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Another year is coming to a close, providing a time for individuals and groups on campus to reflect on the time that has passed and plan for the year ahead. Many of us will soon depart campus for internships or summer employment where the traditional realm of academic integrity might not be quite as relevant. Rather than being faced with the decision to copy a problem set or plagiarize a paper, we step out of the Duke bubble and are confronted with the tangible byproducts of leading an ethical life in very different environments—the ones we all hope to enter following graduation—the ‘real world,’ as they say.
Trying out the Wilson rock climbing wall was on my “first-year at Duke!” bucket list, so when a friend asked me to climb last weekend, I thought I would give it a try.
Imagine this: Coach K sets his rules for the upcoming game—everyone must be at practice. Every day, on time, no exceptions. One afternoon, all of the team’s starters decided to show up an hour late to practice. The rule says they should be suspended for one full week, which means they will not play against UNC... But the whole team, not to mention K-Ville, is depending on them. What should Coach do?
Tenting has been a phenomenon on Duke’s campus for over 30 years. Beginning in 1986 with a group of friends who just wanted one of the best spots for the Duke vs. UNC game, the practice of tenting exploded into the intricate and complex system of checks and balances that we know today. The tenting groups are heavily regulated and monitored by the line monitors to ensure that everyone is following the tenting rules accordingly. As many know, there are varying levels of tenting: the black level, the blue level, and the white level. A couple of weeks ago, the line monitors rolled out a new approach to determining who was eligible to white tent and—in replacement of the walk-up line—flex tent. As for any other complex methodology, it is important to analyze the procedure put into place to evaluate its systematic integrity. Essentially, we must ask, “Did the methodology put forth by the line monitor committee demonstrate both honor and integrity?”
Duke University Honor Council is pleased to formally endorse Luke Farrell as Young Trustee. After hearing from all four outstanding candidates on January 31, Honor Council believes Luke best embodies the values of honor, integrity and moral courage that create the foundation of our community.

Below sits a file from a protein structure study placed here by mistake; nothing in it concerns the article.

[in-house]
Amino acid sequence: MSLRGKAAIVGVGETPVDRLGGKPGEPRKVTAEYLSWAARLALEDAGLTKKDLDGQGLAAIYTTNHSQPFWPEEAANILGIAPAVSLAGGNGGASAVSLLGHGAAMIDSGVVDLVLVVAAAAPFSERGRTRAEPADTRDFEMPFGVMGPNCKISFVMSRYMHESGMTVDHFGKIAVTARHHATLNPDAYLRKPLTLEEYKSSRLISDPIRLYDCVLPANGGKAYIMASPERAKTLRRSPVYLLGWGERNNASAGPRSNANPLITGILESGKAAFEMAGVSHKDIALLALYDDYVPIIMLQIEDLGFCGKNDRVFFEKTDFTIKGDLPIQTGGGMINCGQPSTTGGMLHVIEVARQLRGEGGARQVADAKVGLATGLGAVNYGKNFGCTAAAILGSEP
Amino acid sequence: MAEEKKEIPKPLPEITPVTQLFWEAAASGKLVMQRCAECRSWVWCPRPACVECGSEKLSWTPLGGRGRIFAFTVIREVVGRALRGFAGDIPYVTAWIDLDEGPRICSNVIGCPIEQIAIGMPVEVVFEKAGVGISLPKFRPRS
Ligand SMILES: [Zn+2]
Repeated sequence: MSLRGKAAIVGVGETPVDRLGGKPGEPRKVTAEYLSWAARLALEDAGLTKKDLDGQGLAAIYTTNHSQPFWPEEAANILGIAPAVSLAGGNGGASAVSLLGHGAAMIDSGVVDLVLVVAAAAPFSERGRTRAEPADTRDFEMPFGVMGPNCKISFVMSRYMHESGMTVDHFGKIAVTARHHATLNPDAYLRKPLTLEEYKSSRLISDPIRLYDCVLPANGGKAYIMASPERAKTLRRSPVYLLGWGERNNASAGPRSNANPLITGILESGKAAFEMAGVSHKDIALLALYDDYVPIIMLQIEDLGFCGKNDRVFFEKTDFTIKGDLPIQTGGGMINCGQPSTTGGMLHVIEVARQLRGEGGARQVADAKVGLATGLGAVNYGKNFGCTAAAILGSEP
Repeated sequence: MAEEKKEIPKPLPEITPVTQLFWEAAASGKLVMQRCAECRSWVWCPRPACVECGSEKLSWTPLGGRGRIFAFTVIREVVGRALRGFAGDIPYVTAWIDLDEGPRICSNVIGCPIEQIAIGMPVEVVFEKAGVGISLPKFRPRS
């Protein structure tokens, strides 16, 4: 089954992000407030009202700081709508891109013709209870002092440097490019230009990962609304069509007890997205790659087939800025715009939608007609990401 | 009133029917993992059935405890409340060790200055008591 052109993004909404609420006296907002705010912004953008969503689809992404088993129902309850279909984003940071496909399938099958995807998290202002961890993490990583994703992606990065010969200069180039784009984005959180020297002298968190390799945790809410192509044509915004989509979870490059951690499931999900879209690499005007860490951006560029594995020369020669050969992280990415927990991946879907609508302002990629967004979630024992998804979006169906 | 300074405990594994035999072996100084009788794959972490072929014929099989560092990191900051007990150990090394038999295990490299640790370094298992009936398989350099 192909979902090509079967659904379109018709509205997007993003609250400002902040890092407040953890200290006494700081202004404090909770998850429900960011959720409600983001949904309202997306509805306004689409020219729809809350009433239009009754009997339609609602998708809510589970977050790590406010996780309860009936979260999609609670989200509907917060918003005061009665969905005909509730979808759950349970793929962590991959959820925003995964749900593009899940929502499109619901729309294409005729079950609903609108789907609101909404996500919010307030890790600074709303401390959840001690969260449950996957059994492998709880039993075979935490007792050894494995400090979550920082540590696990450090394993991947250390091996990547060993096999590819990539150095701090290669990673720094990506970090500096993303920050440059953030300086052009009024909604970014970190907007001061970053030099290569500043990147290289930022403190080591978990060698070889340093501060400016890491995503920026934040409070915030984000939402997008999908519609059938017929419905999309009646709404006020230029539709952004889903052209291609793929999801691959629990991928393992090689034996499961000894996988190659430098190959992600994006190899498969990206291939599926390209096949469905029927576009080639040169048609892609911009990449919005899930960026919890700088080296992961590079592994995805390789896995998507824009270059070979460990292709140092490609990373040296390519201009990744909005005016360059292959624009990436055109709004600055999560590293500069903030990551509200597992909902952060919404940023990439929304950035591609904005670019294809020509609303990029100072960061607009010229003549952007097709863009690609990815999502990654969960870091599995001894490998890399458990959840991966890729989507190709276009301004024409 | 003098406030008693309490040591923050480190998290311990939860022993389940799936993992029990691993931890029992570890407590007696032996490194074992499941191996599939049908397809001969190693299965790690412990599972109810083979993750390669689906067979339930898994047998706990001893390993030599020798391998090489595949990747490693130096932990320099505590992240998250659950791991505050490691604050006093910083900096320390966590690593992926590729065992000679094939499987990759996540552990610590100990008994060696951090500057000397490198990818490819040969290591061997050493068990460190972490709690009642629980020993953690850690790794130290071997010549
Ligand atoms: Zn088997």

A monochromatic Instagram feed, a Pinterest-inspired dorm room, geometric tattoos…so aesthetic.
In November, Honor Council wrote about how to behave honorably in a global world. When I read it, I reflected on my own moral code and recognized the ways in which it was similar to that of others. Yet I also realized that my unique background and personal experiences have shaped my perspectives on life.
Whether through everyday conversations or discussions in the classroom, you’ve probably heard discussions on globalization: people today interact with others from many different cultures and backgrounds much more frequently than in decades past. From volunteering through DukeEngage, to studying abroad, to even spending time with friends from different cultural backgrounds, Duke students are certainly becoming more aware of their world and are becoming globalized. This presents a unique challenge in regards to values of integrity and honor. Different communities and cultures are governed by different moral codes. So how do we reconcile our own moral standards with those held by others?
Virtually every student knows about the first line of the Community Standard. When students are asked about the Standard, even the vaguest answers will often come close to the first line saying something along the lines of, “It has something to do with not lying or stealing, right?” Though the Community Standard does apply to academic honesty and integrity, it also applies to so much more. The second and third lines say, “I will conduct myself honorably in all my endeavors and I will act if the Standard is compromised.” “Acting” can take many forms, but one of the most tangible forms it can take is voting. Many people say that it is your ‘moral and civic duty’ to vote, but nobody ever really explains why. In honor of Honor Council’s theme of civic engagement this month, here are my top five reasons you should vote:
How often do you see an acquaintance walking by on the quad and instinctively answer their obligatory “how are you?” with “I’m soooo tired.” I’ve said it so many times I can’t even count. Don’t get me wrong, I recognize that Duke students get far fewer hours of sleep than they should be getting; Duke has a way of creating such a stressful environment that students should have the right to complain about the loads of work they have. However, when I think back to the countless times I replied with a dramatic sigh and lamented that I only got three hours of sleep the night before, I was almost always embellishing.